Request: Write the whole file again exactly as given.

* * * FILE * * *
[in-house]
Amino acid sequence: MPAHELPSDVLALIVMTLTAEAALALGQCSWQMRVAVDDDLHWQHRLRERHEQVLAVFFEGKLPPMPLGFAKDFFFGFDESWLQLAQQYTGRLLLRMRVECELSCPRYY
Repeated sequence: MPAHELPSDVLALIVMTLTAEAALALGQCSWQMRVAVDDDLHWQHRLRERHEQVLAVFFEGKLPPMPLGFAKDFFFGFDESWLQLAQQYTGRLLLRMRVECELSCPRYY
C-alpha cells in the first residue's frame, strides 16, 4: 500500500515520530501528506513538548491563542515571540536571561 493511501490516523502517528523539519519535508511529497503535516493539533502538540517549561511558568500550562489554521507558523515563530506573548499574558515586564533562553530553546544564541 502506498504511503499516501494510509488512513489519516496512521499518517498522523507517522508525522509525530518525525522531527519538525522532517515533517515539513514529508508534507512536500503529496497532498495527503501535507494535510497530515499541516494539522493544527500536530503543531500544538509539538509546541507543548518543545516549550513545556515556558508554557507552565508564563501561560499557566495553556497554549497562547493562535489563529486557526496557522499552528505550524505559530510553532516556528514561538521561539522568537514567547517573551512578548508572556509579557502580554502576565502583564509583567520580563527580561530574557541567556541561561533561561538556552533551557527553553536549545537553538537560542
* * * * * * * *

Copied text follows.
[in-house]
Amino acid sequence: MPAHELPSDVLALIVMTLTAEAALALGQCSWQMRVAVDDDLHWQHRLRERHEQVLAVFFEGKLPPMPLGFAKDFFFGFDESWLQLAQQYTGRLLLRMRVECELSCPRYY
Repeated sequence: MPAHELPSDVLALIVMTLTAEAALALGQCSWQMRVAVDDDLHWQHRLRERHEQVLAVFFEGKLPPMPLGFAKDFFFGFDESWLQLAQQYTGRLLLRMRVECELSCPRYY
C-alpha cells in the first residue's frame, strides 16, 4: 500500500515520530501528506513538548491563542515571540536571561 493511501490516523502517528523539519519535508511529497503535516493539533502538540517549561511558568500550562489554521507558523515563530506573548499574558515586564533562553530553546544564541 502506498504511503499516501494510509488512513489519516496512521499518517498522523507517522508525522509525530518525525522531527519538525522532517515533517515539513514529508508534507512536500503529496497532498495527503501535507494535510497530515499541516494539522493544527500536530503543531500544538509539538509546541507543548518543545516549550513545556515556558508554557507552565508564563501561560499557566495553556497554549497562547493562535489563529486557526496557522499552528505550524505559530510553532516556528514561538521561539522568537514567547517573551512578548508572556509579557502580554502576565502583564509583567520580563527580561530574557541567556541561561533561561538556552533551557527553553536549545537553538537560542